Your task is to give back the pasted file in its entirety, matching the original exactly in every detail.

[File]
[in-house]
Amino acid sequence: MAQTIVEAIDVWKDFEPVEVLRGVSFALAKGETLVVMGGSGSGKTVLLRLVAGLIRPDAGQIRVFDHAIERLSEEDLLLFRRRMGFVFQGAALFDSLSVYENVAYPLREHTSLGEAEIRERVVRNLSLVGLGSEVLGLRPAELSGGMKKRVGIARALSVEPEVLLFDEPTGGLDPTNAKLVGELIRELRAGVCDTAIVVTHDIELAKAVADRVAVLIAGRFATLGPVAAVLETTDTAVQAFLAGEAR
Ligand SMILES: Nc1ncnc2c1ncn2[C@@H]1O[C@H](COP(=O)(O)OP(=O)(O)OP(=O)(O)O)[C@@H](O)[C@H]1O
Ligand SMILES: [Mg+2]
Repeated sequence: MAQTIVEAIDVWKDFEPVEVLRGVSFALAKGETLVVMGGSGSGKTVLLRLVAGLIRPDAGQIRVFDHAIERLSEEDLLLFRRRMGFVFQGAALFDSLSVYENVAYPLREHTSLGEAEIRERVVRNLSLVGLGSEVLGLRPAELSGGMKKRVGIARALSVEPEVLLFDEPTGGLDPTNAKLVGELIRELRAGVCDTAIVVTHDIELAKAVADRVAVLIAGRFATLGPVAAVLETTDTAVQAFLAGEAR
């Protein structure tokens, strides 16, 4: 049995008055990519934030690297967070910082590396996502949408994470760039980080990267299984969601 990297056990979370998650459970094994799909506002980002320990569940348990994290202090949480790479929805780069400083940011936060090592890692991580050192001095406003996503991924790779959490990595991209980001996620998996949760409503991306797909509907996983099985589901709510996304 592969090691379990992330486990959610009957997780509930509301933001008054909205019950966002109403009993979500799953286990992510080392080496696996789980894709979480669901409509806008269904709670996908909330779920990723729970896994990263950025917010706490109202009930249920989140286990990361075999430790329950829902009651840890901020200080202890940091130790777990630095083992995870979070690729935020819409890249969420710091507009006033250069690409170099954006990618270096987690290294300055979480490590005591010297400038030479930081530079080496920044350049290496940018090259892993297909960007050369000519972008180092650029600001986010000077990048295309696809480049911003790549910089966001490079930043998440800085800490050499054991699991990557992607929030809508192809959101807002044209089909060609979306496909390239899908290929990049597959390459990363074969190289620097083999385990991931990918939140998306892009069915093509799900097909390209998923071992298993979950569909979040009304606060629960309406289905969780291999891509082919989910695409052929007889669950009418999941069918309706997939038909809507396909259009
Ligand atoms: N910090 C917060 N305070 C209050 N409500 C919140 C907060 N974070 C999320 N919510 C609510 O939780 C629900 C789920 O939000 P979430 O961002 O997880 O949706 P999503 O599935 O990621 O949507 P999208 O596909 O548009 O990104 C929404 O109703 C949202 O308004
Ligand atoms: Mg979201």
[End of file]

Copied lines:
[in-house]
Amino acid sequence: MAQTIVEAIDVWKDFEPVEVLRGVSFALAKGETLVVMGGSGSGKTVLLRLVAGLIRPDAGQIRVFDHAIERLSEEDLLLFRRRMGFVFQGAALFDSLSVYENVAYPLREHTSLGEAEIRERVVRNLSLVGLGSEVLGLRPAELSGGMKKRVGIARALSVEPEVLLFDEPTGGLDPTNAKLVGELIRELRAGVCDTAIVVTHDIELAKAVADRVAVLIAGRFATLGPVAAVLETTDTAVQAFLAGEAR
Ligand SMILES: Nc1ncnc2c1ncn2[C@@H]1O[C@H](COP(=O)(O)OP(=O)(O)OP(=O)(O)O)[C@@H](O)[C@H]1O
Ligand SMILES: [Mg+2]
Repeated sequence: MAQTIVEAIDVWKDFEPVEVLRGVSFALAKGETLVVMGGSGSGKTVLLRLVAGLIRPDAGQIRVFDHAIERLSEEDLLLFRRRMGFVFQGAALFDSLSVYENVAYPLREHTSLGEAEIRERVVRNLSLVGLGSEVLGLRPAELSGGMKKRVGIARALSVEPEVLLFDEPTGGLDPTNAKLVGELIRELRAGVCDTAIVVTHDIELAKAVADRVAVLIAGRFATLGPVAAVLETTDTAVQAFLAGEAR
């Protein structure tokens, strides 16, 4: 049995008055990519934030690297967070910082590396996502949408994470760039980080990267299984969601 990297056990979370998650459970094994799909506002980002320990569940348990994290202090949480790479929805780069400083940011936060090592890692991580050192001095406003996503991924790779959490990595991209980001996620998996949760409503991306797909509907996983099985589901709510996304 592969090691379990992330486990959610009957997780509930509301933001008054909205019950966002109403009993979500799953286990992510080392080496696996789980894709979480669901409509806008269904709670996908909330779920990723729970896994990263950025917010706490109202009930249920989140286990990361075999430790329950829902009651840890901020200080202890940091130790777990630095083992995870979070690729935020819409890249969420710091507009006033250069690409170099954006990618270096987690290294300055979480490590005591010297400038030479930081530079080496920044350049290496940018090259892993297909960007050369000519972008180092650029600001986010000077990048295309696809480049911003790549910089966001490079930043998440800085800490050499054991699991990557992607929030809508192809959101807002044209089909060609979306496909390239899908290929990049597959390459990363074969190289620097083999385990991931990918939140998306892009069915093509799900097909390209998923071992298993979950569909979040009304606060629960309406289905969780291999891509082919989910695409052929007889669950009418999941069918309706997939038909809507396909259009
Ligand atoms: N910090 C917060 N305070 C209050 N409500 C919140 C907060 N974070 C999320 N919510 C609510 O939780 C629900 C789920 O939000 P979430 O961002 O997880 O949706 P999503 O599935 O990621 O949507 P999208 O596909 O548009 O990104 C929404 O109703 C949202 O308004
Ligand atoms: Mg979201």